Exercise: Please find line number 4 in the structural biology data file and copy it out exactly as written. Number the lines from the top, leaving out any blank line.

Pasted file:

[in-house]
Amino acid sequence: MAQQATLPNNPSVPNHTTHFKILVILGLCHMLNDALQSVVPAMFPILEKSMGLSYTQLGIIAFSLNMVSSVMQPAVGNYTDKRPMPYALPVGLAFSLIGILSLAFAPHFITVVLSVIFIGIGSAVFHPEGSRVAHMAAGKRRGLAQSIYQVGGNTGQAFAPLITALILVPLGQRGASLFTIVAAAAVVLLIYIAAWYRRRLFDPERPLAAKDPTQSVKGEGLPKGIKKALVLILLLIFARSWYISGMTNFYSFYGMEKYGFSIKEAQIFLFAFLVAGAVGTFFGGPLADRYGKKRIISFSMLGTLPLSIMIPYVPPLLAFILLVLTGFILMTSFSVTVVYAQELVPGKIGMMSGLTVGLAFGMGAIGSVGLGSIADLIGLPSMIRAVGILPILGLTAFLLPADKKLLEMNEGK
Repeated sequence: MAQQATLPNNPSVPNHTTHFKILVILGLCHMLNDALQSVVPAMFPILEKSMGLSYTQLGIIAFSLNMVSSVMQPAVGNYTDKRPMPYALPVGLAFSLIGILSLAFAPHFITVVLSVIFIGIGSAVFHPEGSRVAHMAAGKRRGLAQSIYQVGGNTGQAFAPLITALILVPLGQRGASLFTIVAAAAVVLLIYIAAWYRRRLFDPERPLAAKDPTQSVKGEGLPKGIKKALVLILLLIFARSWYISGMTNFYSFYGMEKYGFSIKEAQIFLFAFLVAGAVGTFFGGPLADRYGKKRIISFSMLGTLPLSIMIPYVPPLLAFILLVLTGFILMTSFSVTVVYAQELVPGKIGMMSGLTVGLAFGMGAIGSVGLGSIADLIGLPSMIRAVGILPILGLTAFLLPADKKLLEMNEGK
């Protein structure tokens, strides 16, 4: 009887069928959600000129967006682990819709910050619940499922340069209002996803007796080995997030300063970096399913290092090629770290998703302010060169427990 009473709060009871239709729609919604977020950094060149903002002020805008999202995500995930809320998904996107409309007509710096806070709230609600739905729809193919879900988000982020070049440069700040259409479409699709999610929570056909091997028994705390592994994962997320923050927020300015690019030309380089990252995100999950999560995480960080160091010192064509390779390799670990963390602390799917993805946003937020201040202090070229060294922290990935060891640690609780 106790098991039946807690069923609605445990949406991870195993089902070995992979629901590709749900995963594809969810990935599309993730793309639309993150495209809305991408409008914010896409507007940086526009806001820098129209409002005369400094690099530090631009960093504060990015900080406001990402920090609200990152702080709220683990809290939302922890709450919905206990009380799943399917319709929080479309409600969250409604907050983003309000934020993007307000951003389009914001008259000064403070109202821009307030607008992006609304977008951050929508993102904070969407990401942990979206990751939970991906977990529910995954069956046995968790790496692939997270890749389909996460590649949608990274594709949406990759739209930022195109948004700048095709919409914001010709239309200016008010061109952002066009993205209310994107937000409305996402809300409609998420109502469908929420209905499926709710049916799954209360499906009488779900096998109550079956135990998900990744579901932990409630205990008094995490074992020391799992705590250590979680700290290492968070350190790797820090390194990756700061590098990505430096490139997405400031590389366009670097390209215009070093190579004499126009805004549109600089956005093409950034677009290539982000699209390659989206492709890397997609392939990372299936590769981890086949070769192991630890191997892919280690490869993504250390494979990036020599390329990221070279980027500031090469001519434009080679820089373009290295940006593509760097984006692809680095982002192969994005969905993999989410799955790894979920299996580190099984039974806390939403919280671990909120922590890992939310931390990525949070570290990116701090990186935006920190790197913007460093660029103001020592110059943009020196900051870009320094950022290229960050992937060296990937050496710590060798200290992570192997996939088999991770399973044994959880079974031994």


């Protein structure tokens, strides 16, 4: 009887069928959600000129967006682990819709910050619940499922340069209002996803007796080995997030300063970096399913290092090629770290998703302010060169427990 009473709060009871239709729609919604977020950094060149903002002020805008999202995500995930809320998904996107409309007509710096806070709230609600739905729809193919879900988000982020070049440069700040259409479409699709999610929570056909091997028994705390592994994962997320923050927020300015690019030309380089990252995100999950999560995480960080160091010192064509390779390799670990963390602390799917993805946003937020201040202090070229060294922290990935060891640690609780 106790098991039946807690069923609605445990949406991870195993089902070995992979629901590709749900995963594809969810990935599309993730793309639309993150495209809305991408409008914010896409507007940086526009806001820098129209409002005369400094690099530090631009960093504060990015900080406001990402920090609200990152702080709220683990809290939302922890709450919905206990009380799943399917319709929080479309409600969250409604907050983003309000934020993007307000951003389009914001008259000064403070109202821009307030607008992006609304977008951050929508993102904070969407990401942990979206990751939970991906977990529910995954069956046995968790790496692939997270890749389909996460590649949608990274594709949406990759739209930022195109948004700048095709919409914001010709239309200016008010061109952002066009993205209310994107937000409305996402809300409609998420109502469908929420209905499926709710049916799954209360499906009488779900096998109550079956135990998900990744579901932990409630205990008094995490074992020391799992705590250590979680700290290492968070350190790797820090390194990756700061590098990505430096490139997405400031590389366009670097390209215009070093190579004499126009805004549109600089956005093409950034677009290539982000699209390659989206492709890397997609392939990372299936590769981890086949070769192991630890191997892919280690490869993504250390494979990036020599390329990221070279980027500031090469001519434009080679820089373009290295940006593509760097984006692809680095982002192969994005969905993999989410799955790894979920299996580190099984039974806390939403919280671990909120922590890992939310931390990525949070570290990116701090990186935006920190790197913007460093660029103001020592110059943009020196900051870009320094950022290229960050992937060296990937050496710590060798200290992570192997996939088999991770399973044994959880079974031994």